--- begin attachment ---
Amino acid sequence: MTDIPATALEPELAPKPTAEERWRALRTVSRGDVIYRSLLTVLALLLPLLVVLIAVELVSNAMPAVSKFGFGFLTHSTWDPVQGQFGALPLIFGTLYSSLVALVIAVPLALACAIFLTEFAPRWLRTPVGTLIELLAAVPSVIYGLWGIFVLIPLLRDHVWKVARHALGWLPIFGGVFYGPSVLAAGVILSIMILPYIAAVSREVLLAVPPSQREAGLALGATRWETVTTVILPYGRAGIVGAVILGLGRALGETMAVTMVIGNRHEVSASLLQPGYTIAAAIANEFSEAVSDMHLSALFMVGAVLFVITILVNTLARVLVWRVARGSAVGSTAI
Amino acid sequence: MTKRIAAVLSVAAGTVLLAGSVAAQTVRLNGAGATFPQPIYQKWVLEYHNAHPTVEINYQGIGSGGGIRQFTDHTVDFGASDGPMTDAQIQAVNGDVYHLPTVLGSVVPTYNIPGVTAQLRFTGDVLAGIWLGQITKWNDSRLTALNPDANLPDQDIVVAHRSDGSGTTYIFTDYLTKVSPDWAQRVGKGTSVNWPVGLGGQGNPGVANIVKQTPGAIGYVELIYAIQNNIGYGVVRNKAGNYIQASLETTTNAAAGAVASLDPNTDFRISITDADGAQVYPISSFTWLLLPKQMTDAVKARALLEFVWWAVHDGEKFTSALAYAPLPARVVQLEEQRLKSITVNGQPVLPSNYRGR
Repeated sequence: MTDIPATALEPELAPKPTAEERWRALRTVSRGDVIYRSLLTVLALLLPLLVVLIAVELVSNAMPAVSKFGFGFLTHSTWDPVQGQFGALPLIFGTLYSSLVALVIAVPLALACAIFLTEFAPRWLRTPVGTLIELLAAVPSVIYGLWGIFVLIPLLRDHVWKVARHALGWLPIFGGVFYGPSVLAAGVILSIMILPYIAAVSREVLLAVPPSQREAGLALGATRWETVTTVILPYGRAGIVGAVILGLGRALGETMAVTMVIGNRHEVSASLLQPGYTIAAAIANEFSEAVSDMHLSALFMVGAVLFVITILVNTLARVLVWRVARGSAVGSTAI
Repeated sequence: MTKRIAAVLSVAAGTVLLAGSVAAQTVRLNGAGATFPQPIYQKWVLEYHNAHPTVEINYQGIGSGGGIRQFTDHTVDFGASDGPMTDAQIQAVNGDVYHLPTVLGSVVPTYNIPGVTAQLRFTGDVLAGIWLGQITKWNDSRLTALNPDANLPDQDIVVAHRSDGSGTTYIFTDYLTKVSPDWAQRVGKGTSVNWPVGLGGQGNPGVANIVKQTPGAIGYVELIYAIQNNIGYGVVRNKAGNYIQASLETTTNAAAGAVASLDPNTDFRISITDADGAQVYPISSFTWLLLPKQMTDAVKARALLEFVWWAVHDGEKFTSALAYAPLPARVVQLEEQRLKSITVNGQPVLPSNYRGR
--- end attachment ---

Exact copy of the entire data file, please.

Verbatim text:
Amino acid sequence: MTDIPATALEPELAPKPTAEERWRALRTVSRGDVIYRSLLTVLALLLPLLVVLIAVELVSNAMPAVSKFGFGFLTHSTWDPVQGQFGALPLIFGTLYSSLVALVIAVPLALACAIFLTEFAPRWLRTPVGTLIELLAAVPSVIYGLWGIFVLIPLLRDHVWKVARHALGWLPIFGGVFYGPSVLAAGVILSIMILPYIAAVSREVLLAVPPSQREAGLALGATRWETVTTVILPYGRAGIVGAVILGLGRALGETMAVTMVIGNRHEVSASLLQPGYTIAAAIANEFSEAVSDMHLSALFMVGAVLFVITILVNTLARVLVWRVARGSAVGSTAI
Amino acid sequence: MTKRIAAVLSVAAGTVLLAGSVAAQTVRLNGAGATFPQPIYQKWVLEYHNAHPTVEINYQGIGSGGGIRQFTDHTVDFGASDGPMTDAQIQAVNGDVYHLPTVLGSVVPTYNIPGVTAQLRFTGDVLAGIWLGQITKWNDSRLTALNPDANLPDQDIVVAHRSDGSGTTYIFTDYLTKVSPDWAQRVGKGTSVNWPVGLGGQGNPGVANIVKQTPGAIGYVELIYAIQNNIGYGVVRNKAGNYIQASLETTTNAAAGAVASLDPNTDFRISITDADGAQVYPISSFTWLLLPKQMTDAVKARALLEFVWWAVHDGEKFTSALAYAPLPARVVQLEEQRLKSITVNGQPVLPSNYRGR
Repeated sequence: MTDIPATALEPELAPKPTAEERWRALRTVSRGDVIYRSLLTVLALLLPLLVVLIAVELVSNAMPAVSKFGFGFLTHSTWDPVQGQFGALPLIFGTLYSSLVALVIAVPLALACAIFLTEFAPRWLRTPVGTLIELLAAVPSVIYGLWGIFVLIPLLRDHVWKVARHALGWLPIFGGVFYGPSVLAAGVILSIMILPYIAAVSREVLLAVPPSQREAGLALGATRWETVTTVILPYGRAGIVGAVILGLGRALGETMAVTMVIGNRHEVSASLLQPGYTIAAAIANEFSEAVSDMHLSALFMVGAVLFVITILVNTLARVLVWRVARGSAVGSTAI
Repeated sequence: MTKRIAAVLSVAAGTVLLAGSVAAQTVRLNGAGATFPQPIYQKWVLEYHNAHPTVEINYQGIGSGGGIRQFTDHTVDFGASDGPMTDAQIQAVNGDVYHLPTVLGSVVPTYNIPGVTAQLRFTGDVLAGIWLGQITKWNDSRLTALNPDANLPDQDIVVAHRSDGSGTTYIFTDYLTKVSPDWAQRVGKGTSVNWPVGLGGQGNPGVANIVKQTPGAIGYVELIYAIQNNIGYGVVRNKAGNYIQASLETTTNAAAGAVASLDPNTDFRISITDADGAQVYPISSFTWLLLPKQMTDAVKARALLEFVWWAVHDGEKFTSALAYAPLPARVVQLEEQRLKSITVNGQPVLPSNYRGR